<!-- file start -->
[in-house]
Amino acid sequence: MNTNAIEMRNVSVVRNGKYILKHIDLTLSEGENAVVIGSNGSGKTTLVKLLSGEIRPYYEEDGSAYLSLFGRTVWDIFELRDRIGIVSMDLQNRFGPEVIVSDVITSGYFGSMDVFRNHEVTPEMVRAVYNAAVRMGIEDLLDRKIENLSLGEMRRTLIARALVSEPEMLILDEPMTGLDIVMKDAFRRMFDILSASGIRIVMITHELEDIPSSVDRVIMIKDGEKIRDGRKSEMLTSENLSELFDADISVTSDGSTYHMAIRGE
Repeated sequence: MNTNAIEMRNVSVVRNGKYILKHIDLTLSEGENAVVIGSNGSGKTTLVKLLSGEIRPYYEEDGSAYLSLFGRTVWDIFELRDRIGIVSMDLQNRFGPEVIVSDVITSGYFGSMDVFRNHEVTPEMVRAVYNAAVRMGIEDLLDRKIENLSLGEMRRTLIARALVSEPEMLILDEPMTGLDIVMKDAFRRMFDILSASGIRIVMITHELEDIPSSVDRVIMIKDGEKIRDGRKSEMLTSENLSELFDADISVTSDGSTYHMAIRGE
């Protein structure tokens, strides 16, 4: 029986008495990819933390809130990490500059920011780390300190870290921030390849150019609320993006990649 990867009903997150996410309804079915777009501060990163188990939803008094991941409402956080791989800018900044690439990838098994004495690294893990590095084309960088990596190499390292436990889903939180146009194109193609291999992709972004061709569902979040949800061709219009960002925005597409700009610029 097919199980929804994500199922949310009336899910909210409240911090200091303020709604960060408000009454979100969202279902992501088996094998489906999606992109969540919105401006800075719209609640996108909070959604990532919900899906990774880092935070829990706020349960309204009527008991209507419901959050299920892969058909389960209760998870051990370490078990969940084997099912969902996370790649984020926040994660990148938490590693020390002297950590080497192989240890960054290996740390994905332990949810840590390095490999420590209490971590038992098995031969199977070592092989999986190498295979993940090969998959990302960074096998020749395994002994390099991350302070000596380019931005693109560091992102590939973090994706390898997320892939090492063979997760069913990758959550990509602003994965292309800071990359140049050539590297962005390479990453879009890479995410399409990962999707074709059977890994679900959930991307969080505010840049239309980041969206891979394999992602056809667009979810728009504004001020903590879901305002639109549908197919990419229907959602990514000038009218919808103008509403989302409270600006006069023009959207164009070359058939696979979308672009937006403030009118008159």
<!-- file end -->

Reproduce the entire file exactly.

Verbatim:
[in-house]
Amino acid sequence: MNTNAIEMRNVSVVRNGKYILKHIDLTLSEGENAVVIGSNGSGKTTLVKLLSGEIRPYYEEDGSAYLSLFGRTVWDIFELRDRIGIVSMDLQNRFGPEVIVSDVITSGYFGSMDVFRNHEVTPEMVRAVYNAAVRMGIEDLLDRKIENLSLGEMRRTLIARALVSEPEMLILDEPMTGLDIVMKDAFRRMFDILSASGIRIVMITHELEDIPSSVDRVIMIKDGEKIRDGRKSEMLTSENLSELFDADISVTSDGSTYHMAIRGE
Repeated sequence: MNTNAIEMRNVSVVRNGKYILKHIDLTLSEGENAVVIGSNGSGKTTLVKLLSGEIRPYYEEDGSAYLSLFGRTVWDIFELRDRIGIVSMDLQNRFGPEVIVSDVITSGYFGSMDVFRNHEVTPEMVRAVYNAAVRMGIEDLLDRKIENLSLGEMRRTLIARALVSEPEMLILDEPMTGLDIVMKDAFRRMFDILSASGIRIVMITHELEDIPSSVDRVIMIKDGEKIRDGRKSEMLTSENLSELFDADISVTSDGSTYHMAIRGE
């Protein structure tokens, strides 16, 4: 029986008495990819933390809130990490500059920011780390300190870290921030390849150019609320993006990649 990867009903997150996410309804079915777009501060990163188990939803008094991941409402956080791989800018900044690439990838098994004495690294893990590095084309960088990596190499390292436990889903939180146009194109193609291999992709972004061709569902979040949800061709219009960002925005597409700009610029 097919199980929804994500199922949310009336899910909210409240911090200091303020709604960060408000009454979100969202279902992501088996094998489906999606992109969540919105401006800075719209609640996108909070959604990532919900899906990774880092935070829990706020349960309204009527008991209507419901959050299920892969058909389960209760998870051990370490078990969940084997099912969902996370790649984020926040994660990148938490590693020390002297950590080497192989240890960054290996740390994905332990949810840590390095490999420590209490971590038992098995031969199977070592092989999986190498295979993940090969998959990302960074096998020749395994002994390099991350302070000596380019931005693109560091992102590939973090994706390898997320892939090492063979997760069913990758959550990509602003994965292309800071990359140049050539590297962005390479990453879009890479995410399409990962999707074709059977890994679900959930991307969080505010840049239309980041969206891979394999992602056809667009979810728009504004001020903590879901305002639109549908197919990419229907959602990514000038009218919808103008509403989302409270600006006069023009959207164009070359058939696979979308672009937006403030009118008159």